Since before my son was born, just over five years ago, I have regressed into a fragment of who I used to be. I can trace it back now and see where PTSD took over Dana. Empty and disconnected. I lost a lot of friendships, could not engage in new relationships and experiences, and have suffered with depression, suicidal thoughts, and more. I don’t have much of an attention span. I can hardly answer the phone at work and dealing with customers feels like a major ordeal. Confrontation at any level immediately sends me into “CODE RED, find safety.” Criticism at any level immediately sends me into “CODE RED, find safety.” Rejection at any level immediately sends me into “CODE RED, find safety.” Betraying my trust in the slightest sends me into “CODE RED, find safety.” What is ‘code red?’ Like, in real life? This is a real question, as if I heard it in a hospital or grocery store, it might have different meaning. To me, I’m just sayin’ CODE RED is like, “Immediate danger! Escape! Run! Flee! Who is safe?” My heart will be pounding and I will experience something similar to panic.
It is hard to digest that this is what you have become: A “Code Red” machine. Always looking for signs of new pain.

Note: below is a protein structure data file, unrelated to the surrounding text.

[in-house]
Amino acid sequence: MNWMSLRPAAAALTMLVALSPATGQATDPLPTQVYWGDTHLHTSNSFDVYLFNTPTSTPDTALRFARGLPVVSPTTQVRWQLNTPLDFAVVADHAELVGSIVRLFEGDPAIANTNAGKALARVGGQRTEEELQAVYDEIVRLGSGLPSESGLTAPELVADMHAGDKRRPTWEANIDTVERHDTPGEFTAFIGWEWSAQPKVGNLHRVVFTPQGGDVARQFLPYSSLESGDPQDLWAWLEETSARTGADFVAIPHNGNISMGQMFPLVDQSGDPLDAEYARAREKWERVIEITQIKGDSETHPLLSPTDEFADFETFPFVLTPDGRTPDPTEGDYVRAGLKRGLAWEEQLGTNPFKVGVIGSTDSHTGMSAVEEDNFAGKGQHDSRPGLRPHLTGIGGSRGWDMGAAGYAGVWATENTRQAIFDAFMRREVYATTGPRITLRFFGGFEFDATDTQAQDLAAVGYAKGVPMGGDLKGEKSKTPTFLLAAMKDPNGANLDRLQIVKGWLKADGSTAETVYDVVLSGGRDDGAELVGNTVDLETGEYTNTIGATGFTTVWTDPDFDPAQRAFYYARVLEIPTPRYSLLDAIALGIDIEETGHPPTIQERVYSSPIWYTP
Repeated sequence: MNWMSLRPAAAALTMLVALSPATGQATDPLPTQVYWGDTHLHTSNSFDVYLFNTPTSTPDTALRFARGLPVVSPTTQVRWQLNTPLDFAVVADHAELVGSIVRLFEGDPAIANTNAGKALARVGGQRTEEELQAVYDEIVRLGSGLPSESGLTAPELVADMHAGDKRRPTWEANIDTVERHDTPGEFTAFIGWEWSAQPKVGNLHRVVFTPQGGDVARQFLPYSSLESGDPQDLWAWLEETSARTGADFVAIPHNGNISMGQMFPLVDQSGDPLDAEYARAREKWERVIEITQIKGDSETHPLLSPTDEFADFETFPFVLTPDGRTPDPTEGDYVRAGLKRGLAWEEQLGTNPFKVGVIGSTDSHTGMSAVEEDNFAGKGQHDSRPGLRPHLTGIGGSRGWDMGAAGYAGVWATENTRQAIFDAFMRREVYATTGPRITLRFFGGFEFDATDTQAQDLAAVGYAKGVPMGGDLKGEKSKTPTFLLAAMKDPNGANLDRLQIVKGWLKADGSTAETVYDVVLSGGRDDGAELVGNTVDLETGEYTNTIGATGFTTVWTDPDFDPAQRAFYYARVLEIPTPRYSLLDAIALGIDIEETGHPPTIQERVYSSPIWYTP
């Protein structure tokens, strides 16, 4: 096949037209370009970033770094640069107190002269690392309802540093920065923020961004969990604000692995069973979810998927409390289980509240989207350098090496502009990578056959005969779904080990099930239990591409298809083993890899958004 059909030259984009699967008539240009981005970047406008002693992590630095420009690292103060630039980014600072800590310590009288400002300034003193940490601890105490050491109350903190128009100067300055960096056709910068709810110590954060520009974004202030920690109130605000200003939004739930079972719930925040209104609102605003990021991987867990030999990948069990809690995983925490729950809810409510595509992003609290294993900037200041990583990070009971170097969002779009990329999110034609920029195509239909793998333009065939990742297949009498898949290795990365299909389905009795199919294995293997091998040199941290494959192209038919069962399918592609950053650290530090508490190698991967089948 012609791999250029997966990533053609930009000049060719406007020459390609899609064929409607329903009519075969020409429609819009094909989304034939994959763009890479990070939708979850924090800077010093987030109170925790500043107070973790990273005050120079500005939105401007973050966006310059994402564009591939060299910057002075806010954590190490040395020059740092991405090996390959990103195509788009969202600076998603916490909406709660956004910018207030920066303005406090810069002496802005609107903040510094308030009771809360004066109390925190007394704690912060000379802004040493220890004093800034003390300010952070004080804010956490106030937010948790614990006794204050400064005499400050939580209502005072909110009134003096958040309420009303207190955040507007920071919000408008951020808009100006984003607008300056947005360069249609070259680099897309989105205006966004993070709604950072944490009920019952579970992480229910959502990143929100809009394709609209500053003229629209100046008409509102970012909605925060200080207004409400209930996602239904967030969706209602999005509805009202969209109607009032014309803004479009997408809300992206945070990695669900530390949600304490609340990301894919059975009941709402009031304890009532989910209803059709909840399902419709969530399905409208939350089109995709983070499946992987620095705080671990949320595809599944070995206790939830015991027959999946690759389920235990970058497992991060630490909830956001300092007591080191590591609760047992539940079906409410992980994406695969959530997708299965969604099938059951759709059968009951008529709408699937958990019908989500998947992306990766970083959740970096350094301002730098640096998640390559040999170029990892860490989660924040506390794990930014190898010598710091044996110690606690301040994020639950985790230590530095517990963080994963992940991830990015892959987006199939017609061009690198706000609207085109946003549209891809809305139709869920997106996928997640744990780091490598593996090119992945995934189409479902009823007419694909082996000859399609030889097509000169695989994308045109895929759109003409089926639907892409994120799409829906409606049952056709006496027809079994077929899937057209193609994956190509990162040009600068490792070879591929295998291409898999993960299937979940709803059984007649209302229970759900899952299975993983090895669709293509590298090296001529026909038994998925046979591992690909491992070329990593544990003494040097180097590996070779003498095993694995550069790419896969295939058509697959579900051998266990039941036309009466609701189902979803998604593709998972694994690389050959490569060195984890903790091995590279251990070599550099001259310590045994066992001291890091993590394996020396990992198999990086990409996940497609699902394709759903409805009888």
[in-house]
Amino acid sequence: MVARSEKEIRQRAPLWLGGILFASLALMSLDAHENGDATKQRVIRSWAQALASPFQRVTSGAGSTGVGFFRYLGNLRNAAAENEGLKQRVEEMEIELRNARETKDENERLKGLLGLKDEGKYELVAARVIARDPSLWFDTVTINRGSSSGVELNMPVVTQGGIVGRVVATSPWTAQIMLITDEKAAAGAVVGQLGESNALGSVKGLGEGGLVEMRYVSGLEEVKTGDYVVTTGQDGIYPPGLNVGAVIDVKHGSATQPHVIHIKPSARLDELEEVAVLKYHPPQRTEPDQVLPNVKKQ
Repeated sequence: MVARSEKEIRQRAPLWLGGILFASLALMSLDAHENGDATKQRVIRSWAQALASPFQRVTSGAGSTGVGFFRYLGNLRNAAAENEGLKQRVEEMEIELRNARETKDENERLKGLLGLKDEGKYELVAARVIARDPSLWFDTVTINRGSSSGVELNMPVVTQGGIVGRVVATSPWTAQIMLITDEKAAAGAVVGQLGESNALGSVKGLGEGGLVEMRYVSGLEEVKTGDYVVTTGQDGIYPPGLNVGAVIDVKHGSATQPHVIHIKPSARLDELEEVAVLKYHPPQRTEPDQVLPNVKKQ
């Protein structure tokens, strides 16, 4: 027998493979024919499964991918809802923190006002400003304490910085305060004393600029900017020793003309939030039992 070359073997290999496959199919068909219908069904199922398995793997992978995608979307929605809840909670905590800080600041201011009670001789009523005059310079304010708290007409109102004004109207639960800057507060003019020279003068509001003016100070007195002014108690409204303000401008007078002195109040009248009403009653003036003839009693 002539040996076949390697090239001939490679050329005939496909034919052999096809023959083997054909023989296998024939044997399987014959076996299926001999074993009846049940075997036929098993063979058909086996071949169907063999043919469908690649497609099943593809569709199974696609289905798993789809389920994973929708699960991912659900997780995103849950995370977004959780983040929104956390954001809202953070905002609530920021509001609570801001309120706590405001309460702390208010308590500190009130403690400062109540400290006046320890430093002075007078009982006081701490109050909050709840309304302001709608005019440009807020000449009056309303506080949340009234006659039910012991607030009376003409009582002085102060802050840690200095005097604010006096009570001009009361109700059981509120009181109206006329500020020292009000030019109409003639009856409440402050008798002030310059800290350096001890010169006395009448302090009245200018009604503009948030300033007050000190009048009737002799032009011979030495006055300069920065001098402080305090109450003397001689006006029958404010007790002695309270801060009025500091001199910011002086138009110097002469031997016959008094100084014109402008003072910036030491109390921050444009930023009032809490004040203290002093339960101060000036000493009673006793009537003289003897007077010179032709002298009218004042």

In the meantime, my neurologist has consented that she is treating me for Primary Progressive Multiple Sclerosis (PPMS), rather than Relapsing Remitting. There is a new drug selling in Europe, the first drug targeted at PPMS, that has just been approved by the States. It is still in trial mode, but is expected to be a viable option soon. It will not fix what damage has been done, but will delay progression. I can’t help but wonder how the emotional deficits in my life are not to blame for the physical damage that has been done. Autoimmune disease. My body physically attacking itself. I can’t fix the damage of one while ignoring the other. So much damage.
I hate damage. I’m at a juncture of what to do with this damage. Some of it is beyond me to heal. Like, without the mighty hand of a valiant God, I will not get through this. Where I go from here and how to get there, God please lead me. Lord, grant me comfort, peace, healing of body and mind and spirit. Rejuvenate my broken heart, Lord. Consume my thoughts with you so that I may not destroy the temple you have created. May I not be held captive to fear. May God know my heart. In Jesus name, Amen.